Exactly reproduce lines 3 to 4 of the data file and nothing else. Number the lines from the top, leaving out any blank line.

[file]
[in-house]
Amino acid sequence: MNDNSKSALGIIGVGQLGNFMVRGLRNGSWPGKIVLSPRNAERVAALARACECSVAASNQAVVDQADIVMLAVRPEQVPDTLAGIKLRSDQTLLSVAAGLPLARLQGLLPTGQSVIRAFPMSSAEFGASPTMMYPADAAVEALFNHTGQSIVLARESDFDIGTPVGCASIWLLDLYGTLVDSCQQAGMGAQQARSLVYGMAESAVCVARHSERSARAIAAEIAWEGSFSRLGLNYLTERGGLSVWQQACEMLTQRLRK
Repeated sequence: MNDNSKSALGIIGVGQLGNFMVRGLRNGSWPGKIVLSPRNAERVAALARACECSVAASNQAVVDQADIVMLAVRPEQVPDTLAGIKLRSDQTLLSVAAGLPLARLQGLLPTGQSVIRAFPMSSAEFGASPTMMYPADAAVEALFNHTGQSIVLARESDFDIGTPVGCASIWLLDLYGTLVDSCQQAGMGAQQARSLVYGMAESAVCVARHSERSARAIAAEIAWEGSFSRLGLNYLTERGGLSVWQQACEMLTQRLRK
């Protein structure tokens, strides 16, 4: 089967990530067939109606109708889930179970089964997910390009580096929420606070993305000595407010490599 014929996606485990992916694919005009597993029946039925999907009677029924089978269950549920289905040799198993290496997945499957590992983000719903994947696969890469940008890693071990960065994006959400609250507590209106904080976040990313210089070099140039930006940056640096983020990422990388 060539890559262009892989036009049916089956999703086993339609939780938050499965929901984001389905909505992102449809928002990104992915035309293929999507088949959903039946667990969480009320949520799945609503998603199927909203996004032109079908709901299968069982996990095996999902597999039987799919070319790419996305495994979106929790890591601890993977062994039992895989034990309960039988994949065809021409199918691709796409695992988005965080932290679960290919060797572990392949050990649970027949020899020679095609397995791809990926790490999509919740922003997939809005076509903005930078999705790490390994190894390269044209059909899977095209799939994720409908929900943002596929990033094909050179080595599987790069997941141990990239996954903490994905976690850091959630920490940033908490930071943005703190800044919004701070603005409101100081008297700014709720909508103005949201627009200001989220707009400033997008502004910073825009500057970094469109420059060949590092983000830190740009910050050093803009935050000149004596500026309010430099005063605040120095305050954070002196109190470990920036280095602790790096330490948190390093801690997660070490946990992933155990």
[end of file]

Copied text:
Repeated sequence: MNDNSKSALGIIGVGQLGNFMVRGLRNGSWPGKIVLSPRNAERVAALARACECSVAASNQAVVDQADIVMLAVRPEQVPDTLAGIKLRSDQTLLSVAAGLPLARLQGLLPTGQSVIRAFPMSSAEFGASPTMMYPADAAVEALFNHTGQSIVLARESDFDIGTPVGCASIWLLDLYGTLVDSCQQAGMGAQQARSLVYGMAESAVCVARHSERSARAIAAEIAWEGSFSRLGLNYLTERGGLSVWQQACEMLTQRLRK
């Protein structure tokens, strides 16, 4: 089967990530067939109606109708889930179970089964997910390009580096929420606070993305000595407010490599 014929996606485990992916694919005009597993029946039925999907009677029924089978269950549920289905040799198993290496997945499957590992983000719903994947696969890469940008890693071990960065994006959400609250507590209106904080976040990313210089070099140039930006940056640096983020990422990388 060539890559262009892989036009049916089956999703086993339609939780938050499965929901984001389905909505992102449809928002990104992915035309293929999507088949959903039946667990969480009320949520799945609503998603199927909203996004032109079908709901299968069982996990095996999902597999039987799919070319790419996305495994979106929790890591601890993977062994039992895989034990309960039988994949065809021409199918691709796409695992988005965080932290679960290919060797572990392949050990649970027949020899020679095609397995791809990926790490999509919740922003997939809005076509903005930078999705790490390994190894390269044209059909899977095209799939994720409908929900943002596929990033094909050179080595599987790069997941141990990239996954903490994905976690850091959630920490940033908490930071943005703190800044919004701070603005409101100081008297700014709720909508103005949201627009200001989220707009400033997008502004910073825009500057970094469109420059060949590092983000830190740009910050050093803009935050000149004596500026309010430099005063605040120095305050954070002196109190470990920036280095602790790096330490948190390093801690997660070490946990992933155990």